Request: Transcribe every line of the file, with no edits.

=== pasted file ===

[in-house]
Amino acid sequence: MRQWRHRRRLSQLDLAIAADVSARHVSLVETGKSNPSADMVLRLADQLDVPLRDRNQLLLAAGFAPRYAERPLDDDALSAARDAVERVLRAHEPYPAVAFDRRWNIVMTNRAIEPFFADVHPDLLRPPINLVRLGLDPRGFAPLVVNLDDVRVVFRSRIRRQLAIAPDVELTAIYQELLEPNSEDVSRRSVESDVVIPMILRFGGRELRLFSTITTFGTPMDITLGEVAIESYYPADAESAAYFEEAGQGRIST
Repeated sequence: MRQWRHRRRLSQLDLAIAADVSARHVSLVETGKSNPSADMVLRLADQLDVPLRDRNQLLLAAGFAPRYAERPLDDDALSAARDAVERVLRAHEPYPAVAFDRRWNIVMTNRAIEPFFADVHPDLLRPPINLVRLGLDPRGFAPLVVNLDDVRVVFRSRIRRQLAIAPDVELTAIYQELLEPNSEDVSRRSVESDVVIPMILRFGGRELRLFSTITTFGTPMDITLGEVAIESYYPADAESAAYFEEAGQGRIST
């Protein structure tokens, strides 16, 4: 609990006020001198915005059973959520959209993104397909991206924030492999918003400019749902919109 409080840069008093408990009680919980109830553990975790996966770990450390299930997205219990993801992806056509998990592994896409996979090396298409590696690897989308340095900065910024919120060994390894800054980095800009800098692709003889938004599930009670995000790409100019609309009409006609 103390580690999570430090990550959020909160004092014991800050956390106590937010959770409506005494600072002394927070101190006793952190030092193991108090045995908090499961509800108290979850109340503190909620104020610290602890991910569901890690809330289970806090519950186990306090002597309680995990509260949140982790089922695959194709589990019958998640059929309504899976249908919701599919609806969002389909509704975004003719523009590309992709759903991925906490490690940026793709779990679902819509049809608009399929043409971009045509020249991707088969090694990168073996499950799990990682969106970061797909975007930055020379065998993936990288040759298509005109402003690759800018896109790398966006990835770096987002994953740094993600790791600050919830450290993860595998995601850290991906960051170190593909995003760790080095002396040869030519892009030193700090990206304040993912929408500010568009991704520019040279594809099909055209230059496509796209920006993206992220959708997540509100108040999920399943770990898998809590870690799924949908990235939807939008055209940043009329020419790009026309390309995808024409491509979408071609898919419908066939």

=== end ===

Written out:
[in-house]
Amino acid sequence: MRQWRHRRRLSQLDLAIAADVSARHVSLVETGKSNPSADMVLRLADQLDVPLRDRNQLLLAAGFAPRYAERPLDDDALSAARDAVERVLRAHEPYPAVAFDRRWNIVMTNRAIEPFFADVHPDLLRPPINLVRLGLDPRGFAPLVVNLDDVRVVFRSRIRRQLAIAPDVELTAIYQELLEPNSEDVSRRSVESDVVIPMILRFGGRELRLFSTITTFGTPMDITLGEVAIESYYPADAESAAYFEEAGQGRIST
Repeated sequence: MRQWRHRRRLSQLDLAIAADVSARHVSLVETGKSNPSADMVLRLADQLDVPLRDRNQLLLAAGFAPRYAERPLDDDALSAARDAVERVLRAHEPYPAVAFDRRWNIVMTNRAIEPFFADVHPDLLRPPINLVRLGLDPRGFAPLVVNLDDVRVVFRSRIRRQLAIAPDVELTAIYQELLEPNSEDVSRRSVESDVVIPMILRFGGRELRLFSTITTFGTPMDITLGEVAIESYYPADAESAAYFEEAGQGRIST
């Protein structure tokens, strides 16, 4: 609990006020001198915005059973959520959209993104397909991206924030492999918003400019749902919109 409080840069008093408990009680919980109830553990975790996966770990450390299930997205219990993801992806056509998990592994896409996979090396298409590696690897989308340095900065910024919120060994390894800054980095800009800098692709003889938004599930009670995000790409100019609309009409006609 103390580690999570430090990550959020909160004092014991800050956390106590937010959770409506005494600072002394927070101190006793952190030092193991108090045995908090499961509800108290979850109340503190909620104020610290602890991910569901890690809330289970806090519950186990306090002597309680995990509260949140982790089922695959194709589990019958998640059929309504899976249908919701599919609806969002389909509704975004003719523009590309992709759903991925906490490690940026793709779990679902819509049809608009399929043409971009045509020249991707088969090694990168073996499950799990990682969106970061797909975007930055020379065998993936990288040759298509005109402003690759800018896109790398966006990835770096987002994953740094993600790791600050919830450290993860595998995601850290991906960051170190593909995003760790080095002396040869030519892009030193700090990206304040993912929408500010568009991704520019040279594809099909055209230059496509796209920006993206992220959708997540509100108040999920399943770990898998809590870690799924949908990235939807939008055209940043009329020419790009026309390309995808024409491509979408071609898919419908066939």